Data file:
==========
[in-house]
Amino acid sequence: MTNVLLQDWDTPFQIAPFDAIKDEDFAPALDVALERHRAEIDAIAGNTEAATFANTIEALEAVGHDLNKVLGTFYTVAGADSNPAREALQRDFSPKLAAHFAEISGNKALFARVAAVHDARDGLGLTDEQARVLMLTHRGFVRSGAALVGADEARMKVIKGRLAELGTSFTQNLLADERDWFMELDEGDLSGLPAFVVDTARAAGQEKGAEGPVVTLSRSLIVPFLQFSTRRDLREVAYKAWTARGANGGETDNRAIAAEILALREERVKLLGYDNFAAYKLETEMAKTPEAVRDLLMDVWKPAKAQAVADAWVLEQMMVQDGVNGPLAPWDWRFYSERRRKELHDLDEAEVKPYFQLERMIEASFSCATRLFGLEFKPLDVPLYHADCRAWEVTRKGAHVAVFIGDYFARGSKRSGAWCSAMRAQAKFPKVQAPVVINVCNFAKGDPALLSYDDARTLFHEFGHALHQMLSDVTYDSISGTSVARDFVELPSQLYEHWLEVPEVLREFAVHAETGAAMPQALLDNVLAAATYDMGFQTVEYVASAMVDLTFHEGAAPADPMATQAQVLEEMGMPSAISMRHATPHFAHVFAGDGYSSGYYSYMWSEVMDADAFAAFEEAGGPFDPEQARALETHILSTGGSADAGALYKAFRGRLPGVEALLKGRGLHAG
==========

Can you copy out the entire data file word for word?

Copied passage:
[in-house]
Amino acid sequence: MTNVLLQDWDTPFQIAPFDAIKDEDFAPALDVALERHRAEIDAIAGNTEAATFANTIEALEAVGHDLNKVLGTFYTVAGADSNPAREALQRDFSPKLAAHFAEISGNKALFARVAAVHDARDGLGLTDEQARVLMLTHRGFVRSGAALVGADEARMKVIKGRLAELGTSFTQNLLADERDWFMELDEGDLSGLPAFVVDTARAAGQEKGAEGPVVTLSRSLIVPFLQFSTRRDLREVAYKAWTARGANGGETDNRAIAAEILALREERVKLLGYDNFAAYKLETEMAKTPEAVRDLLMDVWKPAKAQAVADAWVLEQMMVQDGVNGPLAPWDWRFYSERRRKELHDLDEAEVKPYFQLERMIEASFSCATRLFGLEFKPLDVPLYHADCRAWEVTRKGAHVAVFIGDYFARGSKRSGAWCSAMRAQAKFPKVQAPVVINVCNFAKGDPALLSYDDARTLFHEFGHALHQMLSDVTYDSISGTSVARDFVELPSQLYEHWLEVPEVLREFAVHAETGAAMPQALLDNVLAAATYDMGFQTVEYVASAMVDLTFHEGAAPADPMATQAQVLEEMGMPSAISMRHATPHFAHVFAGDGYSSGYYSYMWSEVMDADAFAAFEEAGGPFDPEQARALETHILSTGGSADAGALYKAFRGRLPGVEALLKGRGLHAG